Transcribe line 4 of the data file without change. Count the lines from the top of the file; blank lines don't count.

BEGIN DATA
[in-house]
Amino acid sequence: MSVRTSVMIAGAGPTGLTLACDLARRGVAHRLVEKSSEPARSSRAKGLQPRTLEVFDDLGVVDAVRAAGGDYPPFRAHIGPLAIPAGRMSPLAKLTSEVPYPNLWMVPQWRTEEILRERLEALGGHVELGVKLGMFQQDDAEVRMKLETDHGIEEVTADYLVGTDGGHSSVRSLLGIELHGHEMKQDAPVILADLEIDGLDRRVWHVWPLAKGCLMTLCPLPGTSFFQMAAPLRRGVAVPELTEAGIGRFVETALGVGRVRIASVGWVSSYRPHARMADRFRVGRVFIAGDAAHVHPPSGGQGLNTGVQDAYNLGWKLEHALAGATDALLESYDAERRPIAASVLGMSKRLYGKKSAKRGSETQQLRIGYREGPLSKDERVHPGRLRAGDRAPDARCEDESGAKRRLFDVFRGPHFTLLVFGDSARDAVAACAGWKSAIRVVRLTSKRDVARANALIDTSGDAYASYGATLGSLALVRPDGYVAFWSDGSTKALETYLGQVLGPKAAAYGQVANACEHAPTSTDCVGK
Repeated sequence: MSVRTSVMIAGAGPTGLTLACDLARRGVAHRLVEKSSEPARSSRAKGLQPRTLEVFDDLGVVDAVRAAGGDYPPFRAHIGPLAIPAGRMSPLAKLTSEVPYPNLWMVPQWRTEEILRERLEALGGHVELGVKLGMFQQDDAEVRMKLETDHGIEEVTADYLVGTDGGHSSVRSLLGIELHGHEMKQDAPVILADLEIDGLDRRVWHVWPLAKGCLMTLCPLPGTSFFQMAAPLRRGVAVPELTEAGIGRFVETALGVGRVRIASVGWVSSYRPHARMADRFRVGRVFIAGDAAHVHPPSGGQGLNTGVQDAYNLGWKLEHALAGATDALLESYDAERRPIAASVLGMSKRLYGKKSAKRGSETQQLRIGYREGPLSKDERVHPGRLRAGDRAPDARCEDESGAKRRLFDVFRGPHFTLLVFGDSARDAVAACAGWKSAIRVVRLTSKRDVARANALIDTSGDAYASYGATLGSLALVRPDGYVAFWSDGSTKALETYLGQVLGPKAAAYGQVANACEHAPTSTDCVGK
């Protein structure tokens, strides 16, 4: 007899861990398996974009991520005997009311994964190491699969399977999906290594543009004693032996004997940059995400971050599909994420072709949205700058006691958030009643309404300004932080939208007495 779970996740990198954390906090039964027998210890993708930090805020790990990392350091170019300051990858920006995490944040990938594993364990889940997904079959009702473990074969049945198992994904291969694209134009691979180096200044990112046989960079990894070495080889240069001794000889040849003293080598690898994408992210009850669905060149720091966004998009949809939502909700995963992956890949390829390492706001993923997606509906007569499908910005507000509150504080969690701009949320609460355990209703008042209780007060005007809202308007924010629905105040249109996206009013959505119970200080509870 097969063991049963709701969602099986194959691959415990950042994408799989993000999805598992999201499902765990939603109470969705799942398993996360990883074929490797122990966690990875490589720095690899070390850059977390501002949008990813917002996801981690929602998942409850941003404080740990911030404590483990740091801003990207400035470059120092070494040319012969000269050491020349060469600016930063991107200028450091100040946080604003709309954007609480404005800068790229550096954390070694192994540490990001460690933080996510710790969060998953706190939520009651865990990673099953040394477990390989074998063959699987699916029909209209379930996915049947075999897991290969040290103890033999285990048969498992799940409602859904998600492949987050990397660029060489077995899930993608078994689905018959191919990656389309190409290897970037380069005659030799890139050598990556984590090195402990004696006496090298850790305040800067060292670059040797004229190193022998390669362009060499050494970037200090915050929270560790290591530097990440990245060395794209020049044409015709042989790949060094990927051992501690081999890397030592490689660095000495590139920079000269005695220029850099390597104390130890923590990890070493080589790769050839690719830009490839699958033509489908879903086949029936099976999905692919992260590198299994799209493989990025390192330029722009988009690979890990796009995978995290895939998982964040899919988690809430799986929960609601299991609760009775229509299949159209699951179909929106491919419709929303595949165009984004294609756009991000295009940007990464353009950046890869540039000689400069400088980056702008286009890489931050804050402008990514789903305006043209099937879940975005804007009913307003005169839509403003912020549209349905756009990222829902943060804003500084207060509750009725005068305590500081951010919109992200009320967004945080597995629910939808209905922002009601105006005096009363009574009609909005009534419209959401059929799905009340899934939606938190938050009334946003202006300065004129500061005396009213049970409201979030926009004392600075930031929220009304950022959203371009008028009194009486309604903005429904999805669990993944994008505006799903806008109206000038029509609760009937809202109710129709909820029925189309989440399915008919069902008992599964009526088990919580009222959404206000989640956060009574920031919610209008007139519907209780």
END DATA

């Protein structure tokens, strides 16, 4: 007899861990398996974009991520005997009311994964190491699969399977999906290594543009004693032996004997940059995400971050599909994420072709949205700058006691958030009643309404300004932080939208007495 779970996740990198954390906090039964027998210890993708930090805020790990990392350091170019300051990858920006995490944040990938594993364990889940997904079959009702473990074969049945198992994904291969694209134009691979180096200044990112046989960079990894070495080889240069001794000889040849003293080598690898994408992210009850669905060149720091966004998009949809939502909700995963992956890949390829390492706001993923997606509906007569499908910005507000509150504080969690701009949320609460355990209703008042209780007060005007809202308007924010629905105040249109996206009013959505119970200080509870 097969063991049963709701969602099986194959691959415990950042994408799989993000999805598992999201499902765990939603109470969705799942398993996360990883074929490797122990966690990875490589720095690899070390850059977390501002949008990813917002996801981690929602998942409850941003404080740990911030404590483990740091801003990207400035470059120092070494040319012969000269050491020349060469600016930063991107200028450091100040946080604003709309954007609480404005800068790229550096954390070694192994540490990001460690933080996510710790969060998953706190939520009651865990990673099953040394477990390989074998063959699987699916029909209209379930996915049947075999897991290969040290103890033999285990048969498992799940409602859904998600492949987050990397660029060489077995899930993608078994689905018959191919990656389309190409290897970037380069005659030799890139050598990556984590090195402990004696006496090298850790305040800067060292670059040797004229190193022998390669362009060499050494970037200090915050929270560790290591530097990440990245060395794209020049044409015709042989790949060094990927051992501690081999890397030592490689660095000495590139920079000269005695220029850099390597104390130890923590990890070493080589790769050839690719830009490839699958033509489908879903086949029936099976999905692919992260590198299994799209493989990025390192330029722009988009690979890990796009995978995290895939998982964040899919988690809430799986929960609601299991609760009775229509299949159209699951179909929106491919419709929303595949165009984004294609756009991000295009940007990464353009950046890869540039000689400069400088980056702008286009890489931050804050402008990514789903305006043209099937879940975005804007009913307003005169839509403003912020549209349905756009990222829902943060804003500084207060509750009725005068305590500081951010919109992200009320967004945080597995629910939808209905922002009601105006005096009363009574009609909005009534419209959401059929799905009340899934939606938190938050009334946003202006300065004129500061005396009213049970409201979030926009004392600075930031929220009304950022959203371009008028009194009486309604903005429904999805669990993944994008505006799903806008109206000038029509609760009937809202109710129709909820029925189309989440399915008919069902008992599964009526088990919580009222959404206000989640956060009574920031919610209008007139519907209780």